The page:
Oscar Wilde’s novel The Picture of Dorian Gray tells of a man who stays young forever while a painting of him ages instead.
Alex Eylar gives Dorian Gray the LEGO treatment in this eerie creation:
Previously on The Brothers Brick:
This is the fourth post in a series of six where we’re looking at LEGO models through a communicational point of view. Feel free to read the introduction, first, second and third post to get you up to par before diving into this one – it’ll help. Also, I’m sorry for skipping the promised case study yesterday. I caught the flue and didn’t have much energy to write. But I wouldn’t miss this post for the world – this is the good stuff!
After looking at design and build last Monday, it’s time to present your creation to your target audience. Ideally, you should adjust your presentation to further strengthen your build (or adjust your build to strengthen your presentation, depending on what you’re out to do). We’re going to exemplify how presentation affects your message by looking at how it’s done online, but a lot of it is applicable to live presentation as well.
When you present your model, you can do three things:
Obviously, you want do number two. Different groups have different guidelines, so as we said before: make sure you say what you intend to in a way your audience accept.
I’m mainly a space builder. When I took my first stumbling steps online, LUGNET had just started to break down, and it wasn’t long before Classic-Space was founded. The site has been around for a few years now, and is starting to get a set of informal rules on how a model should be presented there.
Let’s have a look at those who dwell there and the informal guidelines on that site as a case study.
So, to dehance your model on Classic-Space, you would write a five-page long back story with lots of details on the fictional technical construction of your small generic space fighter. It probably belongs to some obscure faction you made up (that you’re trying to get everyone to build in), and uses pre-molded guns on a studs up construction. Your pictures would be taken with a cellphone or a webcam, have a lot of clutter in the background, be poorly lit and out of focus. Oh, and it’d be your first time posting there too, and you would be acting like you’re the end-all answer to LEGO building because your mother said you were sooo good.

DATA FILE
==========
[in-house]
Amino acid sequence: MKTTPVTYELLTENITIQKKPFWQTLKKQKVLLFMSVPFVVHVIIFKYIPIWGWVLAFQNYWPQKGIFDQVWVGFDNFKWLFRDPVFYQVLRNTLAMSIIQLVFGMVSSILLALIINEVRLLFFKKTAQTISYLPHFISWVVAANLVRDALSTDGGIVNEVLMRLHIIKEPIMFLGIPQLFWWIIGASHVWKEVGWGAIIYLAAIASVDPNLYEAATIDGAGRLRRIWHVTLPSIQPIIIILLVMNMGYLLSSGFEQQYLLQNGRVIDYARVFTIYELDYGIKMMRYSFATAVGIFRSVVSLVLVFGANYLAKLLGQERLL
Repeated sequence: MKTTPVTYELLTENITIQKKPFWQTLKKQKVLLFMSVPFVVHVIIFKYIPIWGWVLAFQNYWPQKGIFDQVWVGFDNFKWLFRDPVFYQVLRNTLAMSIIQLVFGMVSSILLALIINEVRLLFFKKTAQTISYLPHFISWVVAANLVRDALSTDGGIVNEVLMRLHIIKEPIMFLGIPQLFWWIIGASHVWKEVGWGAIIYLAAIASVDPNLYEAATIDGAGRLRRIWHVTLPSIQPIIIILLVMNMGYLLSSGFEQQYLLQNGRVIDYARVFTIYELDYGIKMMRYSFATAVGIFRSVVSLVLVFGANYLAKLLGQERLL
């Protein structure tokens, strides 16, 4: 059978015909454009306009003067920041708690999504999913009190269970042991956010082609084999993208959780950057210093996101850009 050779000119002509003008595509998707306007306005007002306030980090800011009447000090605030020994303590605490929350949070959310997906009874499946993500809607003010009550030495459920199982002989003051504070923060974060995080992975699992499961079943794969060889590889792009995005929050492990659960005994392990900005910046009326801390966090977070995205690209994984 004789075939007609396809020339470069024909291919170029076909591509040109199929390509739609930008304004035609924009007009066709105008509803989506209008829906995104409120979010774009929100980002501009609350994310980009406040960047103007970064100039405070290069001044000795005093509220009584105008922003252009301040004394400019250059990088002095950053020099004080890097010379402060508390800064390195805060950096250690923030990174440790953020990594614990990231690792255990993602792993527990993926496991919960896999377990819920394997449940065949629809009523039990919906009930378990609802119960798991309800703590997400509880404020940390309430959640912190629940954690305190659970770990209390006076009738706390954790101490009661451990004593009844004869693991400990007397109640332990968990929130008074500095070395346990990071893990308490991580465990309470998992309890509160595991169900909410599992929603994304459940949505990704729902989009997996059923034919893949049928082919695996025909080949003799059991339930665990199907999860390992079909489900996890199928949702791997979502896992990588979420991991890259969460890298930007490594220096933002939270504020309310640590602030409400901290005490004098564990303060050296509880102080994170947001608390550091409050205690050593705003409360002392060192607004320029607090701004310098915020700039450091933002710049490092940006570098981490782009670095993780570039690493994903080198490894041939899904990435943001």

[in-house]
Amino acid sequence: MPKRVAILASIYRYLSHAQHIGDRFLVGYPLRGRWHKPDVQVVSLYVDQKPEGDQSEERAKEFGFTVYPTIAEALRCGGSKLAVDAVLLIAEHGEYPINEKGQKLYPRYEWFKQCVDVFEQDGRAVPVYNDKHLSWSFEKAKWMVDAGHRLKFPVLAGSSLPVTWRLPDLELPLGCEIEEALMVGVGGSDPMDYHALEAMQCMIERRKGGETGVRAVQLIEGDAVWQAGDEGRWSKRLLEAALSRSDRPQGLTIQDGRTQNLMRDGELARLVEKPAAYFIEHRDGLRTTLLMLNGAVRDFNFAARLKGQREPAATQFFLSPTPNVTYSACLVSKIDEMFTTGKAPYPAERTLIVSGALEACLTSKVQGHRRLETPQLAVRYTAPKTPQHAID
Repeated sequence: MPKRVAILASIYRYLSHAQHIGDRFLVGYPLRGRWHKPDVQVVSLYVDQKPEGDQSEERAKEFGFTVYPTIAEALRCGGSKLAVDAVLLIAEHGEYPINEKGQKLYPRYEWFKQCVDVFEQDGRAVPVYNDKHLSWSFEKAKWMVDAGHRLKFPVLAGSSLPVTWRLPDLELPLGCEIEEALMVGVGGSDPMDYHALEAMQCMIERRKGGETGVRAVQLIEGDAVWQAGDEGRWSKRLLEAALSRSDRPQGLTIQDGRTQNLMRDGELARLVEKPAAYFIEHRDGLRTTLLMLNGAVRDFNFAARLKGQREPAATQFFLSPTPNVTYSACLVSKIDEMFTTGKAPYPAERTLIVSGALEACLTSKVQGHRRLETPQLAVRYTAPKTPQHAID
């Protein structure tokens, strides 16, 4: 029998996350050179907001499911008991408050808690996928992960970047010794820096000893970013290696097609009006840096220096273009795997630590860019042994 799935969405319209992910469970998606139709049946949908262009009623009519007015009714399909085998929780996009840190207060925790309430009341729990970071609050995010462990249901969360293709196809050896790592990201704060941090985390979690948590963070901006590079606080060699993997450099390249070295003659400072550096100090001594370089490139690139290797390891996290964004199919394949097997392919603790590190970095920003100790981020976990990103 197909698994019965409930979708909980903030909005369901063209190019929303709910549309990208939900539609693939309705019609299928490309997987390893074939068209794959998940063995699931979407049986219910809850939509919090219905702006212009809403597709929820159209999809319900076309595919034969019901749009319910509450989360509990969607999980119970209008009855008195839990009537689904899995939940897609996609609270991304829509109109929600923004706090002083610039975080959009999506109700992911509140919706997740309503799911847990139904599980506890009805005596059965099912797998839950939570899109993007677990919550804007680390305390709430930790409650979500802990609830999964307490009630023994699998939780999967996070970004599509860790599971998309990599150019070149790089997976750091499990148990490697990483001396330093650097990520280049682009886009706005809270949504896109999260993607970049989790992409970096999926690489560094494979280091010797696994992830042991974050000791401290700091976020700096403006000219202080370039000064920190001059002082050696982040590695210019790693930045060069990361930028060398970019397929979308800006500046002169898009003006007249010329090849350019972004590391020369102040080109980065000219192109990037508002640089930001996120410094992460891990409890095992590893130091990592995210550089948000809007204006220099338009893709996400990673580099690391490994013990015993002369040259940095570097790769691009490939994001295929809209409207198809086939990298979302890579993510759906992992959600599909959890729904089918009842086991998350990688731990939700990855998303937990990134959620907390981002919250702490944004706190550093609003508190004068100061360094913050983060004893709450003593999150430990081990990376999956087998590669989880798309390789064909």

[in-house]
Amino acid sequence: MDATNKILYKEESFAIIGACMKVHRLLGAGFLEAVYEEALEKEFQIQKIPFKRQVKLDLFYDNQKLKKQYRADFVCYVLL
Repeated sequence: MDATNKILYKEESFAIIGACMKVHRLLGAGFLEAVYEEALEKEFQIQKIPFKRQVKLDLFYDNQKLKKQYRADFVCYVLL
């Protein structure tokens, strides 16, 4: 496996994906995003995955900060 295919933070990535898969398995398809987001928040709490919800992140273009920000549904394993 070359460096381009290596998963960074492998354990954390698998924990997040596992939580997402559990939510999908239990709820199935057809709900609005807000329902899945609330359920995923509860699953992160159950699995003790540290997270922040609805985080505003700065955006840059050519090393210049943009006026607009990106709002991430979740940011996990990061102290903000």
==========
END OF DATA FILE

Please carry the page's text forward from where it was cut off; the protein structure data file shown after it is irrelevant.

If you want to enhance your model on Classic-Space, do the opposite. That doesn’t mean you’re guaranteed success, but it places your message in a much better position to make an impact on the crowd there.
Do a separate analysis on your target audience.
Taking pictures of your models has almost become an art in itself in the LEGO community. It’s pretty obvious how to dehance a model – said blurry, out of focus and poorly lit shots are sadly too common. Here’s a random picture from MOCpages that tells us nothing:
This model seems like a start. A more skilled builder could’ve at least offered advice on how to improve it – but when we see nothing, we can do nothing.
Here the actual build, though stunning on its own, is nigh secondary to the presentation. I only wish that he had created a custom website for it rather han putting it up on MOCpages. Too much distracting clutter there.
To see more cases where presentation influence the build, comparing the Brick Testament to “ordinary” castle customs (these by Aaron Andrews, aka DarkSpawn) will yield interesting things. Note how construction suddenly become a lot less important and carefully planned scenes matter more.
If you’re going to present your model live, you have basically the same things to think about as when presenting online: How do I best convey my built message to my audience? Except now you can consider another factor: interactivity. Should your audience be allowed to touch your model or not? That might help you connect with the audience, and lets them see play factors. No playing can create a distance. Think how you best support your model’s purpose: if you consider it a toy and built it for your kids, then maybe it’s a good idea to somehow enable people to play with it. If you want it to be considered art or a sculpture you should probably put it behind a fence.
And that concludes the bulk of this series. Next Monday we will look at a few other factors that can affect how your build is perceived by your audience before summing up what we’ve learnt.
Thomas Wunz is rapidly making a name for himself in the Castle community. His newest creation is does nothing to tarnish that reputation. Built on a beautifully-crafted crag, overlooking the sea (access via some nifty stairs) , the Hold of Wyhrt Quoip is a very imposing fortress.
By the way, Thomas tells me that the proper pronounciation is “Wee-ert Qu-oip”. In case you were wondering. I certainly was…
Mark Stafford (Nabii) shows us once again his skills for innovative use of parts that others would have considered “useless”, such as the red airplane tail fins used as the wings and the various Bionicle parts throughout.
Castle builder Piotr Lewandowski has recreated several iconic scenes from the Star Wars universe as Castle vignettes.
Here’s “Duel of Mates” (inspired by “Duel of the Fates” between Qui-Gon Gin and Darth Maul in Episode I):
And another duel, on “BestPin,” between Luke Groundwalker and Darth Father (heh heh):